A former deputy sheriff who became the biggest winner in the history of NBC's "Super Password" game show was sentenced Monday to five years in prison for staging an elaborate hoax in which he faked his wife's death to collect on a $100,000 insurance policy.
Kerry Dee Ketchum, labeled by prosecutors as a con artist who unleashed "a virtual tornado of deception" before his arrest in Los Angeles, was also ordered to pay restitution to the insurance company.
"A lot of times, because I'm friendly and easy to get along with, people think I'm conning them," said Ketchum, who also faces bank fraud charges in Indiana and another criminal investigation in Alaska. "That's one of the reasons I went on the game show--to use my own intellect for something other than bad."
Ketchum, 36, who had used the name of a former college professor to collect $56,000 in winnings on "Super Password" in December, was arrested a month later when he arrived at the show's Hollywood offices to pick up his winnings, a one-day record for the show. Authorities had been tipped by an Alaska viewer, who recognized him.
"He's used his engaging manner and his cleverness to flout systematically all the responsibility the law has placed on him," said Assistant U.S. Atty. John F. Walsh III. "The defendant has been a virtual tornado of deception across the entire country."
U.S. District Judge Matthew Byrne Jr. acknowledged that Ketchum is "an articulate and bright fellow," but he said "the government is also correct in saying you are a con man."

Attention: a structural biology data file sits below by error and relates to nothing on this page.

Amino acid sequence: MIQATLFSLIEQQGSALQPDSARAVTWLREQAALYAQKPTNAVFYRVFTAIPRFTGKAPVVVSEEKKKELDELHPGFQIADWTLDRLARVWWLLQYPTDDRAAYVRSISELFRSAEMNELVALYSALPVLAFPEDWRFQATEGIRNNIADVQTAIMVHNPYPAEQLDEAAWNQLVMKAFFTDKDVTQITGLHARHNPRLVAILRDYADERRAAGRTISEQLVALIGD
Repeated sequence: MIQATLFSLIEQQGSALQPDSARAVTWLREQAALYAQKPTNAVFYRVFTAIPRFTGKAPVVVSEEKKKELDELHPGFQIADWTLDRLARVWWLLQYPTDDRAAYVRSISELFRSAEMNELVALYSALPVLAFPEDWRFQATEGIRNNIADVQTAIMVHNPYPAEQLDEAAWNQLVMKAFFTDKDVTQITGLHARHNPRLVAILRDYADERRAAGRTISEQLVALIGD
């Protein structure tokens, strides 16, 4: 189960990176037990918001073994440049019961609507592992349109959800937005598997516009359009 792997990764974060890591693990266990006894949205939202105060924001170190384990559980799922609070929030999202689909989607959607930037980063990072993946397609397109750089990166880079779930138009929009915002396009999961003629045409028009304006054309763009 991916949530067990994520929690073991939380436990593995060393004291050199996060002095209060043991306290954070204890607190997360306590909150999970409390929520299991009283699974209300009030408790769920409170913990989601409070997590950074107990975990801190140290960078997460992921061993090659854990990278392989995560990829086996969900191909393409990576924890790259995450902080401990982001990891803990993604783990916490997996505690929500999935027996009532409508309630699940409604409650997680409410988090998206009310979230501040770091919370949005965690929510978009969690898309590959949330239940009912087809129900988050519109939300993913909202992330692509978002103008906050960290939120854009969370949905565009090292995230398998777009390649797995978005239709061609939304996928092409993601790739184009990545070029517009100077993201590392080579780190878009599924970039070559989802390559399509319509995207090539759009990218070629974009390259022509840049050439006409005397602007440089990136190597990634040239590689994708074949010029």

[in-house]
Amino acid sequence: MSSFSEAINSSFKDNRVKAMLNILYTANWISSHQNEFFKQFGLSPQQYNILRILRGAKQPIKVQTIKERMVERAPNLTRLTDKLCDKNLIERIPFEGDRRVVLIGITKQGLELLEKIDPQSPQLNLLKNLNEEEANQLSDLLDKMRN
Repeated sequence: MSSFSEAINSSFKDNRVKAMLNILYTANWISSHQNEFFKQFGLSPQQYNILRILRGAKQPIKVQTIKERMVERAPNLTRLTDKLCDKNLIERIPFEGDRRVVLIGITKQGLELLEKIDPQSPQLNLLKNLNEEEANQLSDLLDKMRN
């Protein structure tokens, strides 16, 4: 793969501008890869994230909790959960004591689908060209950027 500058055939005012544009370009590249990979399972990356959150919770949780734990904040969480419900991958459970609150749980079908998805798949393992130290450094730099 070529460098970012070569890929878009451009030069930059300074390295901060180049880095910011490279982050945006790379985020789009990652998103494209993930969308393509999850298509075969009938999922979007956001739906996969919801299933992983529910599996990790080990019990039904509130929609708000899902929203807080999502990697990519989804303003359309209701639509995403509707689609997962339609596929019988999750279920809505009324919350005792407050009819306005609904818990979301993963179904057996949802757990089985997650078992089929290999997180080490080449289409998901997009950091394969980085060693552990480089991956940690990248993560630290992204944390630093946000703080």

"You are a con man, and you are also a thief. That's what I'm sentencing here, someone who uses his wits and his intelligence to become just a common thief," he said.
Ketchum, who pleaded guilty March 14 to two counts of mail fraud, had separated from his wife when he filed a claim with the Fireman's Fund American Life Insurance Co. seeking $100,000 in death benefits on her.
The wife, an Air Force enlistee whom Ketchum claimed had been killed in an early morning automobile accident, was unaware of the scam, authorities said.
Ketchum, a former Air Force sergeant, joined the Montgomery County Sheriff's Department in Dayton, Ohio, as a deputy after his military discharge in 1980 but left the department after he was convicted of stealing an estimated $200,000 worth of military equipment during his time with the Air Force. He served 18 months in prison.
A federal indictment in Indiana accuses Ketchum of fraudulently obtaining a $15,000 bank loan on a car to which he did not hold clear title and writing $15,000 worth of bad checks. A separate criminal investigation is pending in Fairbanks, Alaska.
"He came from a good, working class family . . . ," said Ketchum's attorney, Jerry Newton. "But let's face it, Kerry's a rascal."